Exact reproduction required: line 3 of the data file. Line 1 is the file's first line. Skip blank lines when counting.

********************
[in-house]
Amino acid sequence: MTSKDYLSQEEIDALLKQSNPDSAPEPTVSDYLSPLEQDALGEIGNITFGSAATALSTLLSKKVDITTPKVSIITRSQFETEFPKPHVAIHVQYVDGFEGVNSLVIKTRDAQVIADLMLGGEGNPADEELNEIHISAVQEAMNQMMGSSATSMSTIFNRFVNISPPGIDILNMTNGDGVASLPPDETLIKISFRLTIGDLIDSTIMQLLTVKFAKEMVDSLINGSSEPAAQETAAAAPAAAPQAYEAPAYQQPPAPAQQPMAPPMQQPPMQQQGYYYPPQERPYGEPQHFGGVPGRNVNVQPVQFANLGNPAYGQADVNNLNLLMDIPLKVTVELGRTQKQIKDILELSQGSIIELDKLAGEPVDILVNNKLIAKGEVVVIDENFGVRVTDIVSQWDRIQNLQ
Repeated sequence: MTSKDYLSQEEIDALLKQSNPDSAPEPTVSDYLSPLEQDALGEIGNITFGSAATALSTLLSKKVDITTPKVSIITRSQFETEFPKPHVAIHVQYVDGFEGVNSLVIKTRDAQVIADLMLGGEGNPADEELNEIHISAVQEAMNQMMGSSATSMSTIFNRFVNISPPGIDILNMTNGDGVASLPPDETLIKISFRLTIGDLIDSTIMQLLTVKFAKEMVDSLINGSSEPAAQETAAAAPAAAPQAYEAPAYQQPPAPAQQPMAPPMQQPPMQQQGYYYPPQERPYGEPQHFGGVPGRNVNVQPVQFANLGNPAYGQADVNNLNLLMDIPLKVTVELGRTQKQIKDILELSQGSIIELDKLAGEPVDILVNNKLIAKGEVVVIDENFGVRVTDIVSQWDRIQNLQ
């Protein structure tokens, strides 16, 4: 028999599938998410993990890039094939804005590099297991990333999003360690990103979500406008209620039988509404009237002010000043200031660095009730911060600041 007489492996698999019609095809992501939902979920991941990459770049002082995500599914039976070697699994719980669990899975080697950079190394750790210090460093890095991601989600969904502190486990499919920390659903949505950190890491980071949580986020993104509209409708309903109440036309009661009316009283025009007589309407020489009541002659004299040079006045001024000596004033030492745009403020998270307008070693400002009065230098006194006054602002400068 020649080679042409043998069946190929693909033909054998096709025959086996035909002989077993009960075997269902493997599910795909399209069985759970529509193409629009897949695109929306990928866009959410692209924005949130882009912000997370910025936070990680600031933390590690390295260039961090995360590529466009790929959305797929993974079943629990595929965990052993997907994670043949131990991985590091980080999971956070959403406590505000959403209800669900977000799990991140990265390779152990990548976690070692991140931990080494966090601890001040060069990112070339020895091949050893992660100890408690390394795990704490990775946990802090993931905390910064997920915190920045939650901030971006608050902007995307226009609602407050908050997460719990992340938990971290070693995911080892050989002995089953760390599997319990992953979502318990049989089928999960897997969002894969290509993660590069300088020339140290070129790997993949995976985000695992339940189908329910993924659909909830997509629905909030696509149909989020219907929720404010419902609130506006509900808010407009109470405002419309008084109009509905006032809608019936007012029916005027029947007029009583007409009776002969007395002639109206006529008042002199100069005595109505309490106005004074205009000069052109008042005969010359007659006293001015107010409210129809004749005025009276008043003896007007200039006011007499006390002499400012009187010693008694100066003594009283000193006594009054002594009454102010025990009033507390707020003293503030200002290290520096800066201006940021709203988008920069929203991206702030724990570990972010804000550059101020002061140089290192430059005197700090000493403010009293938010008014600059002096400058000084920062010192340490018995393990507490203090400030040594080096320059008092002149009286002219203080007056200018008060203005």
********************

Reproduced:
Repeated sequence: MTSKDYLSQEEIDALLKQSNPDSAPEPTVSDYLSPLEQDALGEIGNITFGSAATALSTLLSKKVDITTPKVSIITRSQFETEFPKPHVAIHVQYVDGFEGVNSLVIKTRDAQVIADLMLGGEGNPADEELNEIHISAVQEAMNQMMGSSATSMSTIFNRFVNISPPGIDILNMTNGDGVASLPPDETLIKISFRLTIGDLIDSTIMQLLTVKFAKEMVDSLINGSSEPAAQETAAAAPAAAPQAYEAPAYQQPPAPAQQPMAPPMQQPPMQQQGYYYPPQERPYGEPQHFGGVPGRNVNVQPVQFANLGNPAYGQADVNNLNLLMDIPLKVTVELGRTQKQIKDILELSQGSIIELDKLAGEPVDILVNNKLIAKGEVVVIDENFGVRVTDIVSQWDRIQNLQ